The financial stand-off which last week forced the AFA to announce that Argentina’s first division championship wouldn’t be able to start this coming weekend has taken a step towards concluding on Tuesday, with the news that the clubs are to break away from the TV deal signed with TyC Sports. A new financial package has been put on the table by the Argentine government, which will see Argentina’s top flight becoming the only one in South America to be screened on a public TV network. The football will start on the 21st of August… or that’s what’s being claimed for now.
At a meeting with club directors in Ezeiza, Julio Grondona convinced the clubs’ representatives that the way round the crisis was to unilaterally tear up the contract with TyC Sports – which was set to run until 2014 – by which the broadcaster had exclusive rights to live matches in the Primera División. Suddenly, the exact motivation behind all Grondona’s talks with members of government – including Argentine President Cristian Fernández de Kirchner – are revealed.
Previously, the two sides had made ambiguous noises about some sort of state aid to the clubs. Now it’s a little clearer, though: the state will pay the AFA one hundred million Argentine pesos (a little over US$26,000,000) on signing the contract, and a further five hundred million (US$130.7 million, give or take) over the duration of the contract. TyC Sports are unlikely to be overly happy with this – the official announcement isn’t going to be made until Tuesday evening, partly to allow the clubs to steel themselves for the fallout – but the fact that government intervention is involved is likely to smooth the passage through the courts of the decision on the AFA’s part to tear up the contract.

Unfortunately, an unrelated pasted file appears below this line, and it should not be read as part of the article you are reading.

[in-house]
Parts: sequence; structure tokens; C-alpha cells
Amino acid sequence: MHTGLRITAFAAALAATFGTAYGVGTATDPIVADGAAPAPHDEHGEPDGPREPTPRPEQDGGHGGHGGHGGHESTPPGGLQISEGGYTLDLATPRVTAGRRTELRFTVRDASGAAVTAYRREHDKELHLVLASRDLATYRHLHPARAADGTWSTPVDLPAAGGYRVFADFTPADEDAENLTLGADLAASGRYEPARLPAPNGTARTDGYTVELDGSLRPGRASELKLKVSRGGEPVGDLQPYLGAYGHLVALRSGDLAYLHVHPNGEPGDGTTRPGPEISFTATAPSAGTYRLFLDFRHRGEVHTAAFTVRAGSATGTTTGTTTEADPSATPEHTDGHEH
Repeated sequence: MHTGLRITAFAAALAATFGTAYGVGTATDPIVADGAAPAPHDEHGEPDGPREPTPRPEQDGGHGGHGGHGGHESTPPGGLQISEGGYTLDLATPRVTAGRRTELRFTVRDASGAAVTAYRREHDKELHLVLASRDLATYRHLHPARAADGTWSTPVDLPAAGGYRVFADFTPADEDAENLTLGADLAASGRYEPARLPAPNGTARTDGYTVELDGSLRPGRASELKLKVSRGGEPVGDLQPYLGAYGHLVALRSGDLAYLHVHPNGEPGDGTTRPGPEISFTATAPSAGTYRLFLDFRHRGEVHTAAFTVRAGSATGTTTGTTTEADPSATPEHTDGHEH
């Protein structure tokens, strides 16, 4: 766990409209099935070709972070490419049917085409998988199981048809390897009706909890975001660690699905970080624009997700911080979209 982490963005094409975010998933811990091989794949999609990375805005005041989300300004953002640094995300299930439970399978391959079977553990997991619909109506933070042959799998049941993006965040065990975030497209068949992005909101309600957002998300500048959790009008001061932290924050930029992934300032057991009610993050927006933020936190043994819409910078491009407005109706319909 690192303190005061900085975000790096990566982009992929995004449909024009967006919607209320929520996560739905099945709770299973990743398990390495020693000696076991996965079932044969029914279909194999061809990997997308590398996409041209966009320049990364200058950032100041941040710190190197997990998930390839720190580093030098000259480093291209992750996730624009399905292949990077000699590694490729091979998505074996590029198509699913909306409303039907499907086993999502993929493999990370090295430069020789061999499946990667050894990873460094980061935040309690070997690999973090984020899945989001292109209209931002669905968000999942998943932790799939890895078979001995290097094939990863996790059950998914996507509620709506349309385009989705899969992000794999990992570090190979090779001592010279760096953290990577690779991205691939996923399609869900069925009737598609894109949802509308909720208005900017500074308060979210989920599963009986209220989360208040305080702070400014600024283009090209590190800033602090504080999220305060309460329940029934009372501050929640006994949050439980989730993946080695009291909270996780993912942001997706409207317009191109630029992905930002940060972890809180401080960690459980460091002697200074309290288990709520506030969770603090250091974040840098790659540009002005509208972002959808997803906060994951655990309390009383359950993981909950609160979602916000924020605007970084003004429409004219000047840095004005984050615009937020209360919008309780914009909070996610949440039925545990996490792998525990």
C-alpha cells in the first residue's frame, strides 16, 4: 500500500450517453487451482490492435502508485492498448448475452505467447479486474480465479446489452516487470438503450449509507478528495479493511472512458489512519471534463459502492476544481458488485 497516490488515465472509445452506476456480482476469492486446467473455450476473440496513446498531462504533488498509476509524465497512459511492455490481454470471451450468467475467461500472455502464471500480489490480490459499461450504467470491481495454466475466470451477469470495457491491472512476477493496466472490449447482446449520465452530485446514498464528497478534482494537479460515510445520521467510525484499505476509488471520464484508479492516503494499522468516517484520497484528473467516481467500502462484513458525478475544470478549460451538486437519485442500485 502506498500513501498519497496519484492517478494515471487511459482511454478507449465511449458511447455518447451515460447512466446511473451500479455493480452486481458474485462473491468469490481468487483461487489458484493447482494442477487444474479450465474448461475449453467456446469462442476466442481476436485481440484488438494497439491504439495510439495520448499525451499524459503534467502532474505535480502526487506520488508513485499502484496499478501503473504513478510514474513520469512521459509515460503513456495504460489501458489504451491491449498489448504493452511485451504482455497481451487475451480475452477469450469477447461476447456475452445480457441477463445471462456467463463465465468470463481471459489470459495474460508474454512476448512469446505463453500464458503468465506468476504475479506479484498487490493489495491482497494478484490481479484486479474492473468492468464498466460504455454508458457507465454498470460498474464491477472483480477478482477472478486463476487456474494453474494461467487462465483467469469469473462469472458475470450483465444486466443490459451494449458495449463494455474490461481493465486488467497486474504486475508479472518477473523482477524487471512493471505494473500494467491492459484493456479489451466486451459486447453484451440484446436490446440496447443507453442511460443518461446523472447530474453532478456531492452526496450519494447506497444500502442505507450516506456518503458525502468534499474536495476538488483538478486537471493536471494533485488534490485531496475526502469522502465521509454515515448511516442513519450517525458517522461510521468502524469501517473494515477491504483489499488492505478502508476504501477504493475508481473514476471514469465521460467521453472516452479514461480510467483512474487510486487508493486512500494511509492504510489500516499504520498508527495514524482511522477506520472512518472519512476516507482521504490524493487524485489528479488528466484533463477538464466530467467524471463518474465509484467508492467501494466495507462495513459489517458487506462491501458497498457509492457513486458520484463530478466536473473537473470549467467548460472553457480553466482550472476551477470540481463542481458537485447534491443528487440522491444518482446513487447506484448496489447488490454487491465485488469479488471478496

Grondona has promised the clubs that the AFA will bear the brunt of any anger and legal actions on the part of the broadcaster, which given his connections will also help things. The precise channel on which matches will be screened hasn’t yet been decided on, and will depend in no small part on how quickly the infrastructure and technology required can be updated, but the weekend of Friday, 21st August has been stated as a provisional deadline on which to work, and is expected to be met. Canal 7 is the most likely broadcaster, with Telefé already ruled out as a possibility.
There will be football, then. Julio Grondona has decreed it. What will happen if another financial crisis looms with the new broadcasters in a couple of years, who knows? The TV people might think Argentine football was their game, but they’re wrong. For all Monday night’s sloganeering about ‘football for the people’, this league belongs to Don Julio.